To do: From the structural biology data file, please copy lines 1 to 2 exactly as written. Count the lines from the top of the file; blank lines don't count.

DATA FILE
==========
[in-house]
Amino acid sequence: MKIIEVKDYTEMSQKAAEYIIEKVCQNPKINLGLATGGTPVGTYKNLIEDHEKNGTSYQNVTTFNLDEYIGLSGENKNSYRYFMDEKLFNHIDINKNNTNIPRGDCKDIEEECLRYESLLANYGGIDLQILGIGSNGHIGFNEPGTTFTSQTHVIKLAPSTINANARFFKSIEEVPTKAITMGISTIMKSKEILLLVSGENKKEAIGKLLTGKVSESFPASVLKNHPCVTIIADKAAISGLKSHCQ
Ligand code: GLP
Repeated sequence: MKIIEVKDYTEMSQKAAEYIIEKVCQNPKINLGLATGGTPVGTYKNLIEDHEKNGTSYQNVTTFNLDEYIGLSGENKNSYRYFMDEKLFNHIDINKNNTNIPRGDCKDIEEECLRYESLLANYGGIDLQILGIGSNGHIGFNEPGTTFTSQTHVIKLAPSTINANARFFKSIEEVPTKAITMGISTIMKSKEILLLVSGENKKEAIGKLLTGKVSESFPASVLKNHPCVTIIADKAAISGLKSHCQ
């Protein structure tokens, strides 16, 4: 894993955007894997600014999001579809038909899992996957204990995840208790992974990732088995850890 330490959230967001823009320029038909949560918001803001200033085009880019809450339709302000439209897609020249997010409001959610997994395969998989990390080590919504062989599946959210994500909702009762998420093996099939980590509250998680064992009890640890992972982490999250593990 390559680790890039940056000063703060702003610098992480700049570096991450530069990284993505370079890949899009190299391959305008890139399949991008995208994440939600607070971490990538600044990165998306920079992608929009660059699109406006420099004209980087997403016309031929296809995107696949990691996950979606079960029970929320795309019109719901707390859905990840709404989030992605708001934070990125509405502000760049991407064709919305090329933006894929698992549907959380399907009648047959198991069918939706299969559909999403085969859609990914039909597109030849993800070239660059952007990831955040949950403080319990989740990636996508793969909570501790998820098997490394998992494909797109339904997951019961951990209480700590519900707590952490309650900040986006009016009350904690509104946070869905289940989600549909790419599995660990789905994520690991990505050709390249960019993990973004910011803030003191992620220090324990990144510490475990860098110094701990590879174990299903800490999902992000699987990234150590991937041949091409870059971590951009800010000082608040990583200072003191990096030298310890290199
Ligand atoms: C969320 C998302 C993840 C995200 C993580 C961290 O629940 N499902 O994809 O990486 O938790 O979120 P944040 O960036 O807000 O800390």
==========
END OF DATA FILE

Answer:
[in-house]
Amino acid sequence: MKIIEVKDYTEMSQKAAEYIIEKVCQNPKINLGLATGGTPVGTYKNLIEDHEKNGTSYQNVTTFNLDEYIGLSGENKNSYRYFMDEKLFNHIDINKNNTNIPRGDCKDIEEECLRYESLLANYGGIDLQILGIGSNGHIGFNEPGTTFTSQTHVIKLAPSTINANARFFKSIEEVPTKAITMGISTIMKSKEILLLVSGENKKEAIGKLLTGKVSESFPASVLKNHPCVTIIADKAAISGLKSHCQ